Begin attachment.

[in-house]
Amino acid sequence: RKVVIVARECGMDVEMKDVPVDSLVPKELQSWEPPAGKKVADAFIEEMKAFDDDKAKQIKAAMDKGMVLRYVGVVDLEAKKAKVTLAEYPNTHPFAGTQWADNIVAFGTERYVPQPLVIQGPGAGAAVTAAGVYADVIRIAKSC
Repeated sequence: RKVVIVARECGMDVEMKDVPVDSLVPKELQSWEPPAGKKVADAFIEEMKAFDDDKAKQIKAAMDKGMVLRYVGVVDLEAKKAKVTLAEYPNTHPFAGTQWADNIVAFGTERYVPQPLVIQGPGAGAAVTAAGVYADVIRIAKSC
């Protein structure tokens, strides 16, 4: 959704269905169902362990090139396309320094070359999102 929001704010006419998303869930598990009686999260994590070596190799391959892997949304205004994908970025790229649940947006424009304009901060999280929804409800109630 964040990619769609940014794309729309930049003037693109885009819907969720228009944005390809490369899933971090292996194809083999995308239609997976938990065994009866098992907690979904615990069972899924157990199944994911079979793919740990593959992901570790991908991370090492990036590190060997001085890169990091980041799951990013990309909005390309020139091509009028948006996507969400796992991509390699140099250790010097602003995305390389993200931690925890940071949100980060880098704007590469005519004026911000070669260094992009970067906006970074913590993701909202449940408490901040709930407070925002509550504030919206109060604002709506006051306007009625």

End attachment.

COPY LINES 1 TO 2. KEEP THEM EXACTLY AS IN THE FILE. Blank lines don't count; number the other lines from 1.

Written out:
[in-house]
Amino acid sequence: RKVVIVARECGMDVEMKDVPVDSLVPKELQSWEPPAGKKVADAFIEEMKAFDDDKAKQIKAAMDKGMVLRYVGVVDLEAKKAKVTLAEYPNTHPFAGTQWADNIVAFGTERYVPQPLVIQGPGAGAAVTAAGVYADVIRIAKSC